After months of discussion and hours of meetings, the MIAA's football and boys hockey committees' divisional alignment proposals are going back to the drawing board.
Monday afternoon the MIAA's Tournament Management Committee rejected the two sports committees' alignment proposals, with opponents arguing that there was too much subjectivity involved in their creation and that they strayed too far from the TMC's guidelines, which aims to bring a consistent approach across all sports statewide.
"It was very clear in the document that [subjectivity] can't be a part of this," said former St. John's Prep athletic director and TMC Chair Jim O'Leary during the football discussions, a sentiment that was brought up repeatedly throughout the three-hour meeting.
The football alignments were defeated 11-5-1 and the boys hockey alignments were defeated 9-6-1. A pair of joint sub-committees of the TMC and the Football and Boys Hockey Committees will now be formed to come up with new alignments to take effect starting in the fall of 2021.
While the future alignments remain unresolved, other issues were addressed during Monday's meeting. Among those:
- Football will stick with eight divisions (approved 11-5-1)
- Football will utilize an eight-week regular season with 16-team postseason brackets (approved 17-0)
- Girls hockey will remain at two divisions, and its divisional alignment proposal has been accepted (approved 15-0-1)
- Boys hockey will shift to four statewide divisions, replacing the current setup that includes three statewide divisions and a fourth Division 3A for small schools in the central and west regions (approved 15-0-1)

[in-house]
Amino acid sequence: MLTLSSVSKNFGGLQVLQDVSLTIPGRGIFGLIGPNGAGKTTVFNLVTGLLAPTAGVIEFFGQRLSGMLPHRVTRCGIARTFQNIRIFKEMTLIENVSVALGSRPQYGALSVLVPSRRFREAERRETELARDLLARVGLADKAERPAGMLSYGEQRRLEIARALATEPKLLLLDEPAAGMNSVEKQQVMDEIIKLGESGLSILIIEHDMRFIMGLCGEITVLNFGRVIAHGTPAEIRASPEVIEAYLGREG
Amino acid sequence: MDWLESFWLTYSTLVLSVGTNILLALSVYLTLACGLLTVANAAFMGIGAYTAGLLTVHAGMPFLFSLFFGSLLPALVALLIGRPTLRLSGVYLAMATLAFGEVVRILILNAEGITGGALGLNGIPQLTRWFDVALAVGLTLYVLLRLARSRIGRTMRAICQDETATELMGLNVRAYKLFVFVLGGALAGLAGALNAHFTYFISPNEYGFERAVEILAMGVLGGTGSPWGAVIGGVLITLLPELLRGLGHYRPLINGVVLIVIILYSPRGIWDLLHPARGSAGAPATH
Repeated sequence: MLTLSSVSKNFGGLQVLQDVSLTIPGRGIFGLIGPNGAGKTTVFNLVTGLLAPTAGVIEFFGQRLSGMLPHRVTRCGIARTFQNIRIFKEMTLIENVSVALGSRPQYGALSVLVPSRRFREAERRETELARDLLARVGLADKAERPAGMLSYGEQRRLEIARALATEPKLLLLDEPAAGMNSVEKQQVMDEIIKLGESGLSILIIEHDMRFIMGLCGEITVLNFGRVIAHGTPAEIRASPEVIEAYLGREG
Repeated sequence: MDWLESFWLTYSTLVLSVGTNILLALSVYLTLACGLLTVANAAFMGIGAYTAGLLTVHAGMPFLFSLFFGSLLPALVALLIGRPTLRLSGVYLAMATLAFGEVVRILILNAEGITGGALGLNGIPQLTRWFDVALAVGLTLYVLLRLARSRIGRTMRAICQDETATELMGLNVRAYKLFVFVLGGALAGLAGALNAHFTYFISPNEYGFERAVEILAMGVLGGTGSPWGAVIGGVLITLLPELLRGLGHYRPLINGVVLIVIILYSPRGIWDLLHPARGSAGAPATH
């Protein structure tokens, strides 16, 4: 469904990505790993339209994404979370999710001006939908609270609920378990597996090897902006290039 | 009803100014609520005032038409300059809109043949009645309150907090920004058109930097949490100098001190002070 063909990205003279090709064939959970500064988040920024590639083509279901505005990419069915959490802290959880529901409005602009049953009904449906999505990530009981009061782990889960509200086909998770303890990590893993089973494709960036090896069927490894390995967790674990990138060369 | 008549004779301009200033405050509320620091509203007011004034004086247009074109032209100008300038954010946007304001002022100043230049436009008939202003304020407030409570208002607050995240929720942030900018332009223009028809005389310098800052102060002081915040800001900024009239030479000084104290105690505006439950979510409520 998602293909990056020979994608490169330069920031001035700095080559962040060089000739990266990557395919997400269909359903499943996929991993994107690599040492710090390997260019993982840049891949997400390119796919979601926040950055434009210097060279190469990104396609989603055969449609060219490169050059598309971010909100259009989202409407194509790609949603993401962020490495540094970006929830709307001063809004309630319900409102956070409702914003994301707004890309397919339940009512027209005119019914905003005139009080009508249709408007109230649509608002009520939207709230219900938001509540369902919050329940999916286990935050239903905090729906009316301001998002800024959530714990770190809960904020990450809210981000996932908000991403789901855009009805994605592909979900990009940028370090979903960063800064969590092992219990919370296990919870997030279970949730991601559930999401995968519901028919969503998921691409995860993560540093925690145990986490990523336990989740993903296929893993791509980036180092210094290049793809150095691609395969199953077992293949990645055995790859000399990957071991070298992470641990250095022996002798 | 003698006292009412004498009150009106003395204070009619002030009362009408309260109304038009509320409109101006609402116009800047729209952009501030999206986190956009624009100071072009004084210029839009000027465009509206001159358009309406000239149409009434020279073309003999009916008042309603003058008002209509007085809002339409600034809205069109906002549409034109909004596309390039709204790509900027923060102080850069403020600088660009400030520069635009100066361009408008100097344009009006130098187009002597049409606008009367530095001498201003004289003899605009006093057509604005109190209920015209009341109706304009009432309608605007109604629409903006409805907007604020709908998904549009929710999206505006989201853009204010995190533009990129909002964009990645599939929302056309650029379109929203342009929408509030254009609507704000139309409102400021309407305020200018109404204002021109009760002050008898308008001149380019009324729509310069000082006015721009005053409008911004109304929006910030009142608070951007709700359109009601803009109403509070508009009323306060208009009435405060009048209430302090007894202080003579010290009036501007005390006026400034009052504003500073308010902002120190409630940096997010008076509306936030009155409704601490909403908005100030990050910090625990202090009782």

The TMC's rejection of football and boys hockey's alignment proposals highlights the difficulty of creating fair divisional alignments in sports where the usual objective measures often don't apply.
According to the TMC's criteria, divisions are to be based on school enrollment, with certain factors taken into account that might move a school up or down. Private and co-op schools will be moved up one division from their enrollment placement, vocational schools will be moved two divisions down, and co-op schools will only use enrollment figures of the largest school in the co-op.
Once a given sport's alignment is approved, there will also be an appeals process where a school could potentially move up or down if they believe they have been placed in the wrong division. That process will unfold over this coming winter.
Where the TMC's process worked smoothly for sports like basketball and soccer, football and boys hockey are unique in that school enrollment often isn't an accurate reflection of a program's ability to compete.
The Football Committee, for instance, argued that many larger schools with smaller participation rates aren't able to safely compete against similar sized schools. Vocational and co-op programs often weren't placed in suitable divisions either based on TMC factors alone.
That's often true for boys hockey as well, but more importantly, many of the state's most dominant programs come from smaller schools that would be placed in one of the lower divisions.
As part of their divisional alignment creation process, the Football and Boys Hockey Committees tried to take these unique factors into account, and the Boys Hockey Committee in particular sent out a survey to every athletic director in the state whose school sponsors boys hockey asking for their feedback.
The resulting alignments largely reflected the actual competitive landscape of their sports, but in certain cases schools were moved up or down for subjective reasons that weren't necessarily consistent across the board. The TMC expressed uneasiness with this, also noting that any request to move up to a higher division would automatically be granted, and the appeals process is intended to provide an avenue for a school that believes it's been placed too high to ask to move down.
With the alignments defeated, the newly formed joint sub-committees will attempt to work through those issues over the next month or so.